Royal Ontario Museum (Toronto, Canada)

  • Name: Royal Ontario Museum
  • Address: 100 Queens Park, Toronto, Canada
  • Phone Number: 416-586-8000
  • Ticket Prices: $22 for adults, $19 for children age 15 to 17, $15 for children age 4 to 14
  • Hours: 10:00 AM to 5:00 PM Monday to Thursday; 10:00 AM to 9:30 PM Friday; 10:00 AM to 5:30 PM Saturday and Sunday

About the Royal Ontario Museum

The Royal Ontario Museum in Toronto recently unveiled its brand-new James & Louise Temerty Dinosaur Galleries, which features full-sized reproductions of over 20 dinosaurs, as well as avian and aquatic reptiles--including a skeleton of Quetzalcoatlus (the largest pterosaur that ever lived) swooping down from the ceiling. Among the most popular specimens here are T. Rex and Deinonychus, as well as a huge Barosaurus and various hadrosaurs, such as Maiasaura and Parasaurolophus.

The curators of the Royal Ontario Museum make sure to stay on top of the latest dinosaur discoveries: for example, this is currently the only place where you can see a specimen of Wendiceratops, a horned, frilled dinosaur announced to the world in 2015. This relatively pint-sized (only two tons or so) ceratopsian was discovered by a team including a noted Royal Ontario paleontologist, working with colleagues from across North America.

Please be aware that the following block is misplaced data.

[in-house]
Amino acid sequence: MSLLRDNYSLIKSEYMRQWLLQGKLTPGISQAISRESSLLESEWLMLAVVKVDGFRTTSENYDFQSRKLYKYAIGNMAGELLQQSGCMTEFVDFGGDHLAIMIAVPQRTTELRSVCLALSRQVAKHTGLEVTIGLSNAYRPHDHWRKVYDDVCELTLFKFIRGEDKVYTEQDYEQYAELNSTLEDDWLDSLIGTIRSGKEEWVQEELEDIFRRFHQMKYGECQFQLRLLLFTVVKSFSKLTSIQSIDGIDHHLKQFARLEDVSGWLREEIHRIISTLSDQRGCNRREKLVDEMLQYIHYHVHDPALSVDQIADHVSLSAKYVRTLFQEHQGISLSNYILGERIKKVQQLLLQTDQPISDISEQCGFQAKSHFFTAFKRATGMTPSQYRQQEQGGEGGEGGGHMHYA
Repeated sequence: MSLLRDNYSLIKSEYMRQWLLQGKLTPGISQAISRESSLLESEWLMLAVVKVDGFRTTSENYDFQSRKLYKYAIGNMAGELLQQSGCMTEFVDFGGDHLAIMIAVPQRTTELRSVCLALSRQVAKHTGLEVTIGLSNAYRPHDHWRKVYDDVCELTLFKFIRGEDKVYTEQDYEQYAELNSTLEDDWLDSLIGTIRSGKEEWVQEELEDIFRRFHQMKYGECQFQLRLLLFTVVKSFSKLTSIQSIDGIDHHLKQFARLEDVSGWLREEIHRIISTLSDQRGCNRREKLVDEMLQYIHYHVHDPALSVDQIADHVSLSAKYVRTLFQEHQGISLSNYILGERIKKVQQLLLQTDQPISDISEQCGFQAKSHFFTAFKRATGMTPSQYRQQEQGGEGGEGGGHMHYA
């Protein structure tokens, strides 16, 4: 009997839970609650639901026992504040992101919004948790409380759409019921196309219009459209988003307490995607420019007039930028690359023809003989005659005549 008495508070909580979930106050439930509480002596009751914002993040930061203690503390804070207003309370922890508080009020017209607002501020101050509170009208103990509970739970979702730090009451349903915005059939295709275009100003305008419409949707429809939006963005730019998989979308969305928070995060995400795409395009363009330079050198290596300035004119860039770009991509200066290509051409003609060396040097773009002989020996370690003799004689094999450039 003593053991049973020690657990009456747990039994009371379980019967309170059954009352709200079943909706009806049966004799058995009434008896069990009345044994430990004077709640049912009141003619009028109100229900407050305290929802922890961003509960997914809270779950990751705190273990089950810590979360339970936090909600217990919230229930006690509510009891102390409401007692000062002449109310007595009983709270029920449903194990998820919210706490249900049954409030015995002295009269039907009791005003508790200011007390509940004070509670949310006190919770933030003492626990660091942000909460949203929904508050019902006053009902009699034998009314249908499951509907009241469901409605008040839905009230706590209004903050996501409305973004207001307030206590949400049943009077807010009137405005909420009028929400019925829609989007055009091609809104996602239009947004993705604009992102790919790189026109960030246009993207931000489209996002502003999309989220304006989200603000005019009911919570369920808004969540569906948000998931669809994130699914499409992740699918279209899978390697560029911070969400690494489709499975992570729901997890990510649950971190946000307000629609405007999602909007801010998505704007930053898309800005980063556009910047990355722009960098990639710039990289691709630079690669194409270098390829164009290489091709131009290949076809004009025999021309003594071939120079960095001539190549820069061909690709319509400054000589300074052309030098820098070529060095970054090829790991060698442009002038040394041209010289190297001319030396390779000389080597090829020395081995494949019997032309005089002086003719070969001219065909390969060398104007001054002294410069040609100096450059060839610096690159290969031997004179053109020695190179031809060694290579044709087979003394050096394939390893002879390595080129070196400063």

If you're not sure a trip to Toronto is worth the expense and effort, you may want to check out the "virtual tour" offered on the museum's website. It's not the same as seeing the dinosaurs up close, but it will at least give you a good idea whether you can while away an hour or so with your kids, before going to see other exhibits.

The fossil collection of the Royal Ontario Museum doesn't begin and end with dinosaurs. A gallery devoted to Triassic life forms is scheduled to open in 2009, and visitors can currently see numerous fish and invertebrate fossils, as well as specimens of the dinosaur's successors in the "The Age of Mammals" exhibit. Other attractions include "Continents Adrift," which examines the drifting landmasses of the Mesozoic Era, and the self-explanatory "The Evolution of Birds."